To see other stories, please visit the Rochelle Wisoff-Fields site here.

© Erin Leary

Friday Flash Fiction

The Reclining Gentleman
Photo Courtesy of The Reclining Gentleman

Stunted tulips, graceful daffodils – harbingers of spring this chilly time of year. The age old cycle of rebirth and renewal, played out by planting dry bulbs in the fall, letting the chill fingers of winter spur them back to life. Sunshine, water, and a little fertilizer is all it really takes to bring beauty into the world.

Word count: 101

Nitrogen Rich

“Your garden is so lush! You always have the best crop in the neighborhood.”

Color rose to Alice’s cheeks. “Ain’t nothin’ really. Just a dab hand with the fertilizer and nature’ll do the rest.”

Everyone had enjoyed the extra bounty this last harvest – tomatoes, zucchini, peas – all had been prolific.

“I make my own fertilizer – them compost bins are the trick. They take all sorts of scraps and turn it into magic. Nitrogen Rich, I call it.”

Alice smiled as she recalled the last words Rich had said to her. She’d take her garden over that bad seed any day.

To see other stories, please visit the Rochelle Wisoff-Fields site here.

© Erin Leary

Friday Flash Fiction

image

Photo courtesy of me!

The pilings are all that is left of the Juanita Slough bridge which spanned the north end of Lake Washington in the late 1800s. They bring to mind the past when I walk by them and create a unique merger of natural and man-made. I like to think about the people who lived along the shore when it was at its heyday. I love how the pilings are now hosting new growth, a reminder that we all can start over, become something new.

Word count: 101

Vanishing Point

Standing at the end of the bridge, Lizzie strained to see through the gloom. He promised to come but she couldn’t stay long or she’d have to explain herself. That would never do. Father had eyed her suspiciously as she made her excuses to walk the shoreline.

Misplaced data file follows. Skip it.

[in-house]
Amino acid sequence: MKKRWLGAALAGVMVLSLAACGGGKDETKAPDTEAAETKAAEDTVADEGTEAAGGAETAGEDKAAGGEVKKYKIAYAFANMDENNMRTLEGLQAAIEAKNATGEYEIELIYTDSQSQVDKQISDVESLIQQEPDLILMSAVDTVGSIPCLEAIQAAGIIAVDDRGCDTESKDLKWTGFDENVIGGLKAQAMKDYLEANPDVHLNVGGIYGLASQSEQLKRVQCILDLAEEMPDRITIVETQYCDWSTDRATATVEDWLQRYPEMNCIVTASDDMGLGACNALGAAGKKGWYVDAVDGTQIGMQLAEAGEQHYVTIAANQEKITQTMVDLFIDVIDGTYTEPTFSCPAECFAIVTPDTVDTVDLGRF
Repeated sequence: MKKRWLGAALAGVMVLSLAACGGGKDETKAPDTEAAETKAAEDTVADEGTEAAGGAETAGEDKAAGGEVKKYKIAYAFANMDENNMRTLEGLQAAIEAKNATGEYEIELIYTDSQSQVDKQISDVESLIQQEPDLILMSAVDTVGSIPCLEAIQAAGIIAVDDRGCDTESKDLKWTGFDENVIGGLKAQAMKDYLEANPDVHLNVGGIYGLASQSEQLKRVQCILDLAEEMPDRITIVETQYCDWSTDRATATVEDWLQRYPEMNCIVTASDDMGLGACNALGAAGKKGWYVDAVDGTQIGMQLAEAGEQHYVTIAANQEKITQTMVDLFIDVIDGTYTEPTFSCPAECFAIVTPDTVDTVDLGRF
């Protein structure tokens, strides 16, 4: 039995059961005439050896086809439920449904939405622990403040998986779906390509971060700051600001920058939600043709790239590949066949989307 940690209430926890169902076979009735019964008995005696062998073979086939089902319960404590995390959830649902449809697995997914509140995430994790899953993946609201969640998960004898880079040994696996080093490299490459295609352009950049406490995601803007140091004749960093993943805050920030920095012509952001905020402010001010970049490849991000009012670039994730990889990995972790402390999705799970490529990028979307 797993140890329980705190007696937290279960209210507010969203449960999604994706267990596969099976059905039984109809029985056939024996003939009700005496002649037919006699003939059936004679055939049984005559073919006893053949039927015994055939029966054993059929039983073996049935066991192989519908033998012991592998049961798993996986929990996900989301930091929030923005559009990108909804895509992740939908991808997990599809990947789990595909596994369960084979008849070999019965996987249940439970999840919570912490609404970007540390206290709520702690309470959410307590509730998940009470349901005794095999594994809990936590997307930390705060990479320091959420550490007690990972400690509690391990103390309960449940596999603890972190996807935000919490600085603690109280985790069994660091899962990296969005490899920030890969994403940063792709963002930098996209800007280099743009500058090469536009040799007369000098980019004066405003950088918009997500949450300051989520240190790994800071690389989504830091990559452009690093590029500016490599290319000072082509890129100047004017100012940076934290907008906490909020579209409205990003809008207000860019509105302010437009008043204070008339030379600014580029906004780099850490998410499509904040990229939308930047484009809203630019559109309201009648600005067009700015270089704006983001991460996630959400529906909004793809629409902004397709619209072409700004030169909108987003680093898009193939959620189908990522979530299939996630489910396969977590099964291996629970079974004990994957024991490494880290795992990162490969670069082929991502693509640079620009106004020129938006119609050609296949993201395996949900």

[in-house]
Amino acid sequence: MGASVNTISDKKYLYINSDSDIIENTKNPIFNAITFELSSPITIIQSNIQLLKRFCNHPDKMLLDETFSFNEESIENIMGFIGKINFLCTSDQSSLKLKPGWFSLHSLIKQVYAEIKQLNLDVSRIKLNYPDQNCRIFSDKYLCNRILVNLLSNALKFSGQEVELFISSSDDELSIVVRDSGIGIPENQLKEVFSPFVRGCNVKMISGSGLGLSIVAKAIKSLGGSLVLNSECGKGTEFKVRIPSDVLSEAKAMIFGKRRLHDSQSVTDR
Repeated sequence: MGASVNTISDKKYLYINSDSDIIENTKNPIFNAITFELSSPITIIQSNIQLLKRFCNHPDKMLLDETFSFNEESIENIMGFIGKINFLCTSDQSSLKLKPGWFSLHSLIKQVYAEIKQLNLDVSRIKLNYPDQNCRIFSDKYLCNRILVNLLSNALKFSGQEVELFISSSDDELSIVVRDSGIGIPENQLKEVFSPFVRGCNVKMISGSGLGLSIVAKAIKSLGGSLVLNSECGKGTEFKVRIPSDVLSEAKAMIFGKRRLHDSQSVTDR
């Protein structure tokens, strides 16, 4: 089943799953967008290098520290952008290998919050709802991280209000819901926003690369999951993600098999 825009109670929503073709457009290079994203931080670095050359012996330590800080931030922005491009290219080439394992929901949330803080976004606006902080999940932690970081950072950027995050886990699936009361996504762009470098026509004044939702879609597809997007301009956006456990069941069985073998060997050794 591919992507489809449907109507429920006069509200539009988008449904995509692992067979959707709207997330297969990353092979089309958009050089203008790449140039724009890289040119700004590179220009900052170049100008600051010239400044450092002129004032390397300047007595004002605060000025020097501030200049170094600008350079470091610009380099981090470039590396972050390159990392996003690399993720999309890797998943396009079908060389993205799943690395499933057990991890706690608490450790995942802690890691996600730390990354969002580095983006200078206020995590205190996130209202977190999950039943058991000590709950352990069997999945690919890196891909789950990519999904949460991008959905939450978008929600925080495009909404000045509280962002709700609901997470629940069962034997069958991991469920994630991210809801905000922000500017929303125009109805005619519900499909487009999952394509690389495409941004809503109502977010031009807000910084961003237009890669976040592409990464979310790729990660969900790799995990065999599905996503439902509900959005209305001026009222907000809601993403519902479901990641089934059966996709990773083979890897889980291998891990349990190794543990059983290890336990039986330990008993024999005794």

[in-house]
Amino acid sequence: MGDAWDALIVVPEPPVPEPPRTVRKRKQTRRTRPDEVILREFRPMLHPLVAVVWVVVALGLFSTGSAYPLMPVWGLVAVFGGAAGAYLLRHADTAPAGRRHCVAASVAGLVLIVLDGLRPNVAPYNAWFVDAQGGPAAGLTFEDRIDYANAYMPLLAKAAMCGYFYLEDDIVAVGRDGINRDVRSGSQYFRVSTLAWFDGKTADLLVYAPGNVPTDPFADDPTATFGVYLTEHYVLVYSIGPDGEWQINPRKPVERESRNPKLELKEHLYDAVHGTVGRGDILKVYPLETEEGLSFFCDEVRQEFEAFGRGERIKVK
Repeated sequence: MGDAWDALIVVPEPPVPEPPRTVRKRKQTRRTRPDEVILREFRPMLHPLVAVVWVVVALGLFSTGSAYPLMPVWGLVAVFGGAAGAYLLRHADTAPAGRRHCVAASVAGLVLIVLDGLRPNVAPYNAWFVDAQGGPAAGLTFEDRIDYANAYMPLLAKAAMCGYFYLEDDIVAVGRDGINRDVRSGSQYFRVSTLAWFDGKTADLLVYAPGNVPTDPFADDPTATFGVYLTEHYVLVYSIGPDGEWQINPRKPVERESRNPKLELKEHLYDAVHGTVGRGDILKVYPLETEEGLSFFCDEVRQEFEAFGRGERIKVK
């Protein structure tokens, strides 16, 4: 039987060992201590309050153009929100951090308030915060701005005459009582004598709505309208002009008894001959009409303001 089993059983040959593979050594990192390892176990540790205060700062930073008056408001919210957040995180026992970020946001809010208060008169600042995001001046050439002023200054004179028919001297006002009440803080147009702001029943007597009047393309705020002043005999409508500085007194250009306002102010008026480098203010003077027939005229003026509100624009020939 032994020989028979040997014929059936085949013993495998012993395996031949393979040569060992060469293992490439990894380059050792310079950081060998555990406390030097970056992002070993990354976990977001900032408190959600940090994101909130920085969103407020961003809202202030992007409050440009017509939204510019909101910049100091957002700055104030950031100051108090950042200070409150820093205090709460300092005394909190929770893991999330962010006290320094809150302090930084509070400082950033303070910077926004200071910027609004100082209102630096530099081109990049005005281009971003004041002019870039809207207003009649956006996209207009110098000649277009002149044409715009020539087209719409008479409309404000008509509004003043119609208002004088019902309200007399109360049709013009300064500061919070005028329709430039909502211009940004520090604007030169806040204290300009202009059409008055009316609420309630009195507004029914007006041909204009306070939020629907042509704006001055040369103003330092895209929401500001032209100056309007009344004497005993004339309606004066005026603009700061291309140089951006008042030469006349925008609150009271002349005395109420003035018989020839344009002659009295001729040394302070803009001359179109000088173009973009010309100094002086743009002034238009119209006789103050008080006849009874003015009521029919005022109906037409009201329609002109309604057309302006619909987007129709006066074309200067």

Please…she whispered, part prayer, part pleading. In their few short months, they’d shared stolen moments, making their memories last in between. It was never enough.

Out of the dim, she saw his fedora bent against the rain coming toward her. Heart aching, Lizzie practiced the words she must say. “They’ve promised me to another…”

image

The bridge as it appeared in about 1915.

image

Another view of the pilings in the bay.

To see other stories, please visit the Rochelle Wisoff-Fields site here.

© Erin Leary

Friday Flash Fiction

CE AYR

Photo Courtesy of CE Ayr

I know I’m late this week – but it’s my first story since mid-December. I have missed out on the fun and need to get back to a weekly commitment!

The name of this home is lovely, a warning, perhaps, or tongue in cheek. We’ve all done it – put our hopes and dreams into something that wasn’t meant to last. Here’s to dreaming – and to capturing the moment when it comes.

Word count: 100

Castles in the Sand

How long ago the memory seemed – she felt again the warmth of that day at the beach, innocent and optimistic. Sitting side by side, they planned each room, designing their first home in the sand by the bay, feeling giddy as children.

She felt the rough grains between her fingers, smelling of seaweed and kelp. A seagull cried overhead, white against the blue sky. Hope soared as their dreams took shape.

The telegram began “We regret to inform you…,” Tears tasting of salt and the sea etched down her face. Their future just another sandcastle washed away by the tide.

To see other stories, please visit the Rochelle Wisoff-Fields site here.

© Erin Leary